James J. Kilpatrick

A letter comes to hand from Mrs. Patsy Allen of Chicago. Not long ago she wanted to be sure of the meaning of "cachet," so she turned to her dictionary. Her eye fell upon "cackle," and thereby hangs today's meditation.

To cackle is "to laugh, esp. in a harsh or sharp manner." Mrs. Allen's attention wandered. She abandoned "cachet" and began exploring the variant forms of "to laugh." Then she invited this inveterate logomachist "to rank laugh-generating verbs from 'giggle' to 'howl.'"

Who could refuse such a challenge? The task requires a Risibility Index, not only for verbs but also for adjectives. Today's judgments, expressed on a scale of one to 10, should be regarded as tentative, subject to reclassification upon reflection. Your refinements will be welcomed.

We begin with "chuckle," at 4.2. It means "to laugh inwardly or quietly." Its first cousin, made famous by Lewis Carroll in "The Jabberwocky," is "to chortle." At 5.8, it is defined as "to chuckle, esp., in satisfaction or exultation." (It was the Beamish Boy who "chortled in his joy." The Beamishes were a well-known Lancashire family in the 1860s.)

Moving along, we reach "to giggle," with an R.I. of 6.7. It means "to laugh with repeated short catches of the breath." Close above it is "to titter," at 7.1. It means "to laugh in a nervous, affected or partly suppressed manner." At 7.8 is "to snicker," i.e., "to laugh in a covert or partly suppressed manner." The variant spelling is "to snigger," dating from 1823. (We digress long enough to caution against the casual employment of "snigger." It suggests a mean curl of the lip, scarcely a laugh at all.)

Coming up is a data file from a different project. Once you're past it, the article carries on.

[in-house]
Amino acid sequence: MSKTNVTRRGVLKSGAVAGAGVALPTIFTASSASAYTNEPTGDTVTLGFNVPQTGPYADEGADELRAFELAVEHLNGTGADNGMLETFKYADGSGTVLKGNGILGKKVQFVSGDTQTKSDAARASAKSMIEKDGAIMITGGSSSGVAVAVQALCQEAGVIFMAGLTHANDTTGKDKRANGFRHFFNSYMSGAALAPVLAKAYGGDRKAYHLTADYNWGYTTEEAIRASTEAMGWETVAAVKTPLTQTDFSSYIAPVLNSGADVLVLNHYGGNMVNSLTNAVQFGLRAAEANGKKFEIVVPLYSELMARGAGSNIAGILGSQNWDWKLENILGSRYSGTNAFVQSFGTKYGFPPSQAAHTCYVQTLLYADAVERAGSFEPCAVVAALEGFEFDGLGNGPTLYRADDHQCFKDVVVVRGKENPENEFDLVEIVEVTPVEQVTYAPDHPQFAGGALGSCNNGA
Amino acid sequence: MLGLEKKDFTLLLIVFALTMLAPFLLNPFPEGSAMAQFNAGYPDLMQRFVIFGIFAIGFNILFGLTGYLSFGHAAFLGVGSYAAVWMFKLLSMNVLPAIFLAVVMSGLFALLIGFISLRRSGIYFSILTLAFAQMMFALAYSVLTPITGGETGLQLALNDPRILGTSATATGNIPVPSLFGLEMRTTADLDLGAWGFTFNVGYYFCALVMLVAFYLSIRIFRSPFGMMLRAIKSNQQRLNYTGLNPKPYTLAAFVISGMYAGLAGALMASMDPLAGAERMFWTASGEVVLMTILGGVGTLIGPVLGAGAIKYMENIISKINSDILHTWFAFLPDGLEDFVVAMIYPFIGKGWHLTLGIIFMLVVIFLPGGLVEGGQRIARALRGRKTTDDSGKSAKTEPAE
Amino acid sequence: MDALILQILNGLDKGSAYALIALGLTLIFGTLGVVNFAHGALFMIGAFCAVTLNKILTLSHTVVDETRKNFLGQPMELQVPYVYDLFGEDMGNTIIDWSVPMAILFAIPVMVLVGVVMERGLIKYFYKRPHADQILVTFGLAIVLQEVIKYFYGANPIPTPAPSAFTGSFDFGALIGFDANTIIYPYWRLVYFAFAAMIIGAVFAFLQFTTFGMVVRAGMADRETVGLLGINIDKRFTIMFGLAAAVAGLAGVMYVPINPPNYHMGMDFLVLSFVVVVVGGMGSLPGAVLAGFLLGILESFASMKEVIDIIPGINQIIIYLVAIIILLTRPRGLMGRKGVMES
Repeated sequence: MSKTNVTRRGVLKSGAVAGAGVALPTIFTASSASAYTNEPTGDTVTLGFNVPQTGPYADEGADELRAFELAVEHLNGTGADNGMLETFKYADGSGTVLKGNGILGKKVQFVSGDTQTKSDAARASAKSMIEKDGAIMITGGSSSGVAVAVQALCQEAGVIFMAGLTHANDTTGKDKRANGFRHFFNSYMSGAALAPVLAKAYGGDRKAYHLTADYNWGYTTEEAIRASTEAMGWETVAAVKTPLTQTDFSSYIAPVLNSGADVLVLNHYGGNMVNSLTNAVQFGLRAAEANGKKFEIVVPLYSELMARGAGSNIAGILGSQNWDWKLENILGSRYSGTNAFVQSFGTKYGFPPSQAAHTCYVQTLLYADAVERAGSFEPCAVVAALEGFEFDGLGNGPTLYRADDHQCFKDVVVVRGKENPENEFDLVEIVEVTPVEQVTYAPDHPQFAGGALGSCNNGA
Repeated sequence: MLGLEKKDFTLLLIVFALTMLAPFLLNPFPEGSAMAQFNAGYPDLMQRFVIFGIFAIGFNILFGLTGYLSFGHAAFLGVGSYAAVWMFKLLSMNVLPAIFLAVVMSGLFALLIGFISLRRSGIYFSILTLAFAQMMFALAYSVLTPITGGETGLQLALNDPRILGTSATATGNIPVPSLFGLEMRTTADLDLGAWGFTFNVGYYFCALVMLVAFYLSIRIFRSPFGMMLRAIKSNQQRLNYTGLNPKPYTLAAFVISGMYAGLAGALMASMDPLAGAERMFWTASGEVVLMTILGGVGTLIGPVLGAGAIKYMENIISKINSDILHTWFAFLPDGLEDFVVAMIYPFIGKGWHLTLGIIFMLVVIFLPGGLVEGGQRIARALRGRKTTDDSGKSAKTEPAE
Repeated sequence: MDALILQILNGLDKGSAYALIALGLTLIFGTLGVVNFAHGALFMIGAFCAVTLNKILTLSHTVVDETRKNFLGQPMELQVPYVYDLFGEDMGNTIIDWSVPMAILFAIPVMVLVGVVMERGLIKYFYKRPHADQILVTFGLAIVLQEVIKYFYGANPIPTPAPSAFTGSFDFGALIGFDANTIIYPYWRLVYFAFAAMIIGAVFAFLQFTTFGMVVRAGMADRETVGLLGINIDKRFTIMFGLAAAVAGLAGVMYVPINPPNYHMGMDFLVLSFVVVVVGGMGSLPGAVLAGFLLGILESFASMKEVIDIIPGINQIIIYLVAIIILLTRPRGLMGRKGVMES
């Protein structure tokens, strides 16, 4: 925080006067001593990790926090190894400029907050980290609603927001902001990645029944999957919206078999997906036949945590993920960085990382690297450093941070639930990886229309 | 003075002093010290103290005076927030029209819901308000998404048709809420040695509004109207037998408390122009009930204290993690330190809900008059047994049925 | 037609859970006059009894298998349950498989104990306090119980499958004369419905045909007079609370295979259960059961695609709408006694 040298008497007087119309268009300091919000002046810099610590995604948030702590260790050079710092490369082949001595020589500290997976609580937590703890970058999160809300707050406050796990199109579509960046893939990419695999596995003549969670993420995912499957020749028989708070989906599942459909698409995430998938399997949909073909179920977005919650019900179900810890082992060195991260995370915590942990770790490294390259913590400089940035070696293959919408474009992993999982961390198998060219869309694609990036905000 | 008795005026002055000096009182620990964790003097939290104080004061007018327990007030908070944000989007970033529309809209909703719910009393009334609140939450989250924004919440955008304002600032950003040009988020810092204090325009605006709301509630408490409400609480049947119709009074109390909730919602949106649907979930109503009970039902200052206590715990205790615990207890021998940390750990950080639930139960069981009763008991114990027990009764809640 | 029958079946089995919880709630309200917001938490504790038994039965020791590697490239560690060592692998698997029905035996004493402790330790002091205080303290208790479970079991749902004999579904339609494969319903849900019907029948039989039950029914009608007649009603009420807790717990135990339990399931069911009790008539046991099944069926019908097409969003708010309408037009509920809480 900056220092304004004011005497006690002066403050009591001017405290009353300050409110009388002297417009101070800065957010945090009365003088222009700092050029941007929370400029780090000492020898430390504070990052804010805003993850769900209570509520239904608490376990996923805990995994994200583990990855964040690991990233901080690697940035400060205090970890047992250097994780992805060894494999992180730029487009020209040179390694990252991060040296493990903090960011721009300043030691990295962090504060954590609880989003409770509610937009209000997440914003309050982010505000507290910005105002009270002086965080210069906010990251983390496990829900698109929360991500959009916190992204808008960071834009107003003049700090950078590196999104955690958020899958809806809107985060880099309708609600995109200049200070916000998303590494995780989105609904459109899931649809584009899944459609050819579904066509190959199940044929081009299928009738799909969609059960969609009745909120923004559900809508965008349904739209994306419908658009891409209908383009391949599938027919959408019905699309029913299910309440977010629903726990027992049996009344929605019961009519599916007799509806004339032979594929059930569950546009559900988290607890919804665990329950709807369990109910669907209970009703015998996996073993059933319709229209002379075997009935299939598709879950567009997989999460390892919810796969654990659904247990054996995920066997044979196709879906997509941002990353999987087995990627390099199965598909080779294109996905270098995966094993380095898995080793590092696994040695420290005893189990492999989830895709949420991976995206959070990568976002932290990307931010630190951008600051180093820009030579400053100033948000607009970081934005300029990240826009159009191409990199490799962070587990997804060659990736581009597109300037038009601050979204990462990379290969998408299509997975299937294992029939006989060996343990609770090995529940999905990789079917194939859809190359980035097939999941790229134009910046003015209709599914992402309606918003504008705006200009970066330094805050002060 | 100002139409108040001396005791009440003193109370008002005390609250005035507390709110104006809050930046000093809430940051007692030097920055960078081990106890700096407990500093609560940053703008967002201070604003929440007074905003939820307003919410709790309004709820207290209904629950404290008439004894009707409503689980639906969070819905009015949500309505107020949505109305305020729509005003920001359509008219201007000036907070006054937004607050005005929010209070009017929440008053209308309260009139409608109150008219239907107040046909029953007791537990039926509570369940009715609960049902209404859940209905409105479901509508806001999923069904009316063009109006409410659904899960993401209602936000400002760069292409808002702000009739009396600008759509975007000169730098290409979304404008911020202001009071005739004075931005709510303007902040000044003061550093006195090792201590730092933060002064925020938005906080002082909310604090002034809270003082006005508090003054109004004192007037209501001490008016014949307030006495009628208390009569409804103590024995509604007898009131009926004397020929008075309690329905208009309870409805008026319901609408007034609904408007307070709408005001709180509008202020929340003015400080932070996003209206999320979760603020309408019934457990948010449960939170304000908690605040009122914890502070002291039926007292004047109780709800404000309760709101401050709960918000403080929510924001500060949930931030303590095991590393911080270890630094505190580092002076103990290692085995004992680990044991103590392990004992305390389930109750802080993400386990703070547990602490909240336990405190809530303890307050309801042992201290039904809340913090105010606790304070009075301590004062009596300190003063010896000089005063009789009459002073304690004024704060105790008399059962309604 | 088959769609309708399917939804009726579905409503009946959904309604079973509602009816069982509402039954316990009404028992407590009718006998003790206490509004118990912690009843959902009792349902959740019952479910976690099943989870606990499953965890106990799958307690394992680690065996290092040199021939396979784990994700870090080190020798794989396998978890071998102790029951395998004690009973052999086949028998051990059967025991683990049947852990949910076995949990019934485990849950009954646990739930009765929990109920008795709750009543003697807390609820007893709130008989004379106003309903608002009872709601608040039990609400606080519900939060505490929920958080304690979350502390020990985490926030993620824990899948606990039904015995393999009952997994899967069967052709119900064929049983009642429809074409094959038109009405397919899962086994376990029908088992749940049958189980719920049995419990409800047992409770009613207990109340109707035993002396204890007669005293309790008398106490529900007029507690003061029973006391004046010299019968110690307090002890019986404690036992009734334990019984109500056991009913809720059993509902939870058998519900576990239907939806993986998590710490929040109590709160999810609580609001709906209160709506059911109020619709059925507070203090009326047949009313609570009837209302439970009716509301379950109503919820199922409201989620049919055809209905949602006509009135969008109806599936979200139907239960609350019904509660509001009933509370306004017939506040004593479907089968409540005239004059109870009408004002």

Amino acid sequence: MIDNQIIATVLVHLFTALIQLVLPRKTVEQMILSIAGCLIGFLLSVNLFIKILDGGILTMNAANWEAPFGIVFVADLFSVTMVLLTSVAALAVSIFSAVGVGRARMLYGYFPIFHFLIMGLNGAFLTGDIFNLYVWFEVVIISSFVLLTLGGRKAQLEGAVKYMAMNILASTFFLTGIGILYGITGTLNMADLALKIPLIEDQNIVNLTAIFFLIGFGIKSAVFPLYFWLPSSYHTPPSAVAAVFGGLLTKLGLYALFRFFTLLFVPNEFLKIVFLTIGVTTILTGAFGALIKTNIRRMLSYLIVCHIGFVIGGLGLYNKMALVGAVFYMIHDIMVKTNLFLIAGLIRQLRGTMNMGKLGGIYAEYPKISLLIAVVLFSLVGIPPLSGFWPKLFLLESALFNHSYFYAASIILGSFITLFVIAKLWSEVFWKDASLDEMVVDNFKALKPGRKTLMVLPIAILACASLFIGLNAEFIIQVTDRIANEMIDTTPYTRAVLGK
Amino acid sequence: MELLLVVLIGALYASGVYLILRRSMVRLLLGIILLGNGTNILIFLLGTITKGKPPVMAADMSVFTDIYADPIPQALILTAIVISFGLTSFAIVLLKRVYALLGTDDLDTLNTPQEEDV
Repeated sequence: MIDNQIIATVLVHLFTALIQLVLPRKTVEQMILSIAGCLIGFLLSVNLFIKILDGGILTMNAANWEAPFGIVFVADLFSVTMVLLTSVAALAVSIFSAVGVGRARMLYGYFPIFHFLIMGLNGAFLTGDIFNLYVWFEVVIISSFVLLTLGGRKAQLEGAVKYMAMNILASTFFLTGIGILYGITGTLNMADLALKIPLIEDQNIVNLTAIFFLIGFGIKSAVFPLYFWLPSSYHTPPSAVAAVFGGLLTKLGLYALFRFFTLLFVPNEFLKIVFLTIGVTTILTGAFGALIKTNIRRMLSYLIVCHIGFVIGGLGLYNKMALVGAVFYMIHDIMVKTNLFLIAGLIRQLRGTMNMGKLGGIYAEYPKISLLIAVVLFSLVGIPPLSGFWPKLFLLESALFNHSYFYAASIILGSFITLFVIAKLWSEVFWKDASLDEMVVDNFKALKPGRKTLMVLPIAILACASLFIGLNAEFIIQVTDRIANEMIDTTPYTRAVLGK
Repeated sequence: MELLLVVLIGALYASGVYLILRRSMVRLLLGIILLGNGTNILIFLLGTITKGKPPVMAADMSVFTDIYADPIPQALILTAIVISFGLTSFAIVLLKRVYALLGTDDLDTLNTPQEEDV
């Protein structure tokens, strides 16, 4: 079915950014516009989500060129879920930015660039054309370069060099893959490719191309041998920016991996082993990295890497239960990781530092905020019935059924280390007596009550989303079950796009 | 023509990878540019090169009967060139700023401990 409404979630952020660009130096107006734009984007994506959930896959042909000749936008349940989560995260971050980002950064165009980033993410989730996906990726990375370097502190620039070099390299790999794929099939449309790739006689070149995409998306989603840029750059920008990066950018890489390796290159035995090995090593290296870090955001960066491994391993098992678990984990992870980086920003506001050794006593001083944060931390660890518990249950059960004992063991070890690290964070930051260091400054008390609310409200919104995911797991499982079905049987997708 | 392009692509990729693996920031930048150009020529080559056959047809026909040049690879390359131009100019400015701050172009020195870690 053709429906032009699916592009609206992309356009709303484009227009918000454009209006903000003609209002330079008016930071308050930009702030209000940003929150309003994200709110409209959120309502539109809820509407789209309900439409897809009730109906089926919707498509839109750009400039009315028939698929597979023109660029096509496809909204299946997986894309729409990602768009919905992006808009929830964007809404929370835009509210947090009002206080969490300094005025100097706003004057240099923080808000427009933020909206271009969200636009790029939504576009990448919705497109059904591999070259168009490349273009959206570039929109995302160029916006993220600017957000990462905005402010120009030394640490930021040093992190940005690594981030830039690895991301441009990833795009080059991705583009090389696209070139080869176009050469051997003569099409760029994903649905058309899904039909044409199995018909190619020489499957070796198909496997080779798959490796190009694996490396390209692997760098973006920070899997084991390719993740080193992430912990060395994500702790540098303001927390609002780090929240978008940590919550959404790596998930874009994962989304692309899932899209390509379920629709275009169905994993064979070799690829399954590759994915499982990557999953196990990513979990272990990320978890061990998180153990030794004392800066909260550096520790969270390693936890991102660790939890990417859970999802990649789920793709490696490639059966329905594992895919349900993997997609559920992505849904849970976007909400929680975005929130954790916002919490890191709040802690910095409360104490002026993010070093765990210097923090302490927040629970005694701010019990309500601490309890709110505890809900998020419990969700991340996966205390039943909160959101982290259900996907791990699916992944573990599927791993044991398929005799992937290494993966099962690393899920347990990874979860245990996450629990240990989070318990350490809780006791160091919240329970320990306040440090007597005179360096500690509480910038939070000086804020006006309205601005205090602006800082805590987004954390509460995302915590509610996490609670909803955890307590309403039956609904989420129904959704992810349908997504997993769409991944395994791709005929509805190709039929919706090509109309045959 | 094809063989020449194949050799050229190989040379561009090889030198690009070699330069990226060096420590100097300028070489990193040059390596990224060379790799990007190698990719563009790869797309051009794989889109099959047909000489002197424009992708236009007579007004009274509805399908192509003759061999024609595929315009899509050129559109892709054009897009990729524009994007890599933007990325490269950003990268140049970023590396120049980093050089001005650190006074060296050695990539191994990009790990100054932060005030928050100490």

This brings us back to "cackle," at 8.4, which differs from "snicker" and "snigger" chiefly in its note of triumphant achievement: With an exuberant cackle, an egg has been laid. Closely related, at 8.9 is "to crow," which is "to exult gloatingly, esp. over the distress of another." The creator of the Risibility Index is in doubt about the admission of "to crow." It remains provisionally on the list only because a crow usually is accompanied by a "hah," or even a "hah-hah!" If "to crow" is to laugh at all, it is certainly an ill-mannered laugh.

James J. Kilpatrick

James J. Kilpatrick has been reporter, editor, columnist, commentator, and briefly an adjunct professor of journalism.

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